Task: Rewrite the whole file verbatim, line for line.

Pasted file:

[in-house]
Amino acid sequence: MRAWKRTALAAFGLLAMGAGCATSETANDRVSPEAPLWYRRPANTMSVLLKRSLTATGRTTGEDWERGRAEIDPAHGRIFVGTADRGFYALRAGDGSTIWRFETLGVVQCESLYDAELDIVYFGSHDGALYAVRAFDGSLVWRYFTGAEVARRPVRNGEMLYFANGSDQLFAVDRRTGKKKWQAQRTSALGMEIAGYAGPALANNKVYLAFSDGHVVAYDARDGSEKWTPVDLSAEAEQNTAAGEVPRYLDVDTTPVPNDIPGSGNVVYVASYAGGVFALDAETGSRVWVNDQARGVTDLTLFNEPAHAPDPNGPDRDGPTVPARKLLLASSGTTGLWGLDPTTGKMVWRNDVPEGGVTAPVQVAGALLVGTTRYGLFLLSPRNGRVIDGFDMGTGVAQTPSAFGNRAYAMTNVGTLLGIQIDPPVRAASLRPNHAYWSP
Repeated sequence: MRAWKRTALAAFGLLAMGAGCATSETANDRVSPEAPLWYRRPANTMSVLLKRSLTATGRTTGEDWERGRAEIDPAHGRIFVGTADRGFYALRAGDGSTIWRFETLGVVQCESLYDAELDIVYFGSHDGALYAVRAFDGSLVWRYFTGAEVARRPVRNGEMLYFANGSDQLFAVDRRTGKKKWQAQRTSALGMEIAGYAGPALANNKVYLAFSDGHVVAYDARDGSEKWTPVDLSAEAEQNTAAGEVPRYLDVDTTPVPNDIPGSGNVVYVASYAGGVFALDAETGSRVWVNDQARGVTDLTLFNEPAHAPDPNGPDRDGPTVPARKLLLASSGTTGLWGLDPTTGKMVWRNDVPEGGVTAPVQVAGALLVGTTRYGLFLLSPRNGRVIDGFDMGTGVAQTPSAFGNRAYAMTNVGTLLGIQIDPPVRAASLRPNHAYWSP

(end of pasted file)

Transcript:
[in-house]
Amino acid sequence: MRAWKRTALAAFGLLAMGAGCATSETANDRVSPEAPLWYRRPANTMSVLLKRSLTATGRTTGEDWERGRAEIDPAHGRIFVGTADRGFYALRAGDGSTIWRFETLGVVQCESLYDAELDIVYFGSHDGALYAVRAFDGSLVWRYFTGAEVARRPVRNGEMLYFANGSDQLFAVDRRTGKKKWQAQRTSALGMEIAGYAGPALANNKVYLAFSDGHVVAYDARDGSEKWTPVDLSAEAEQNTAAGEVPRYLDVDTTPVPNDIPGSGNVVYVASYAGGVFALDAETGSRVWVNDQARGVTDLTLFNEPAHAPDPNGPDRDGPTVPARKLLLASSGTTGLWGLDPTTGKMVWRNDVPEGGVTAPVQVAGALLVGTTRYGLFLLSPRNGRVIDGFDMGTGVAQTPSAFGNRAYAMTNVGTLLGIQIDPPVRAASLRPNHAYWSP
Repeated sequence: MRAWKRTALAAFGLLAMGAGCATSETANDRVSPEAPLWYRRPANTMSVLLKRSLTATGRTTGEDWERGRAEIDPAHGRIFVGTADRGFYALRAGDGSTIWRFETLGVVQCESLYDAELDIVYFGSHDGALYAVRAFDGSLVWRYFTGAEVARRPVRNGEMLYFANGSDQLFAVDRRTGKKKWQAQRTSALGMEIAGYAGPALANNKVYLAFSDGHVVAYDARDGSEKWTPVDLSAEAEQNTAAGEVPRYLDVDTTPVPNDIPGSGNVVYVASYAGGVFALDAETGSRVWVNDQARGVTDLTLFNEPAHAPDPNGPDRDGPTVPARKLLLASSGTTGLWGLDPTTGKMVWRNDVPEGGVTAPVQVAGALLVGTTRYGLFLLSPRNGRVIDGFDMGTGVAQTPSAFGNRAYAMTNVGTLLGIQIDPPVRAASLRPNHAYWSP